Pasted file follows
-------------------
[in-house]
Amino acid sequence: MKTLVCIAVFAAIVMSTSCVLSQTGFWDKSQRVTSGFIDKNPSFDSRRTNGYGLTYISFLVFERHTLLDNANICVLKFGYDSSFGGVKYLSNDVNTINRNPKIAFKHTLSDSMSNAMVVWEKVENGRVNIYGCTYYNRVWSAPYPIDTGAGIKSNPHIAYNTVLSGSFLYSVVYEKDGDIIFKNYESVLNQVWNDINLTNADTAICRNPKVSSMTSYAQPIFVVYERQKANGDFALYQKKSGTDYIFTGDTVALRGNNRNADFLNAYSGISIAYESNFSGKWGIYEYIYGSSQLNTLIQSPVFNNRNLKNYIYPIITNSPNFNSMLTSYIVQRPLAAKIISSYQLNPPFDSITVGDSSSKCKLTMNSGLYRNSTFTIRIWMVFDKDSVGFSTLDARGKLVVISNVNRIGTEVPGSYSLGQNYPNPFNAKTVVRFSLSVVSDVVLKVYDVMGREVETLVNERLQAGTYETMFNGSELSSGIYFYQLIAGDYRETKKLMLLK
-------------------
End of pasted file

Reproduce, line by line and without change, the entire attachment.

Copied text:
[in-house]
Amino acid sequence: MKTLVCIAVFAAIVMSTSCVLSQTGFWDKSQRVTSGFIDKNPSFDSRRTNGYGLTYISFLVFERHTLLDNANICVLKFGYDSSFGGVKYLSNDVNTINRNPKIAFKHTLSDSMSNAMVVWEKVENGRVNIYGCTYYNRVWSAPYPIDTGAGIKSNPHIAYNTVLSGSFLYSVVYEKDGDIIFKNYESVLNQVWNDINLTNADTAICRNPKVSSMTSYAQPIFVVYERQKANGDFALYQKKSGTDYIFTGDTVALRGNNRNADFLNAYSGISIAYESNFSGKWGIYEYIYGSSQLNTLIQSPVFNNRNLKNYIYPIITNSPNFNSMLTSYIVQRPLAAKIISSYQLNPPFDSITVGDSSSKCKLTMNSGLYRNSTFTIRIWMVFDKDSVGFSTLDARGKLVVISNVNRIGTEVPGSYSLGQNYPNPFNAKTVVRFSLSVVSDVVLKVYDVMGREVETLVNERLQAGTYETMFNGSELSSGIYFYQLIAGDYRETKKLMLLK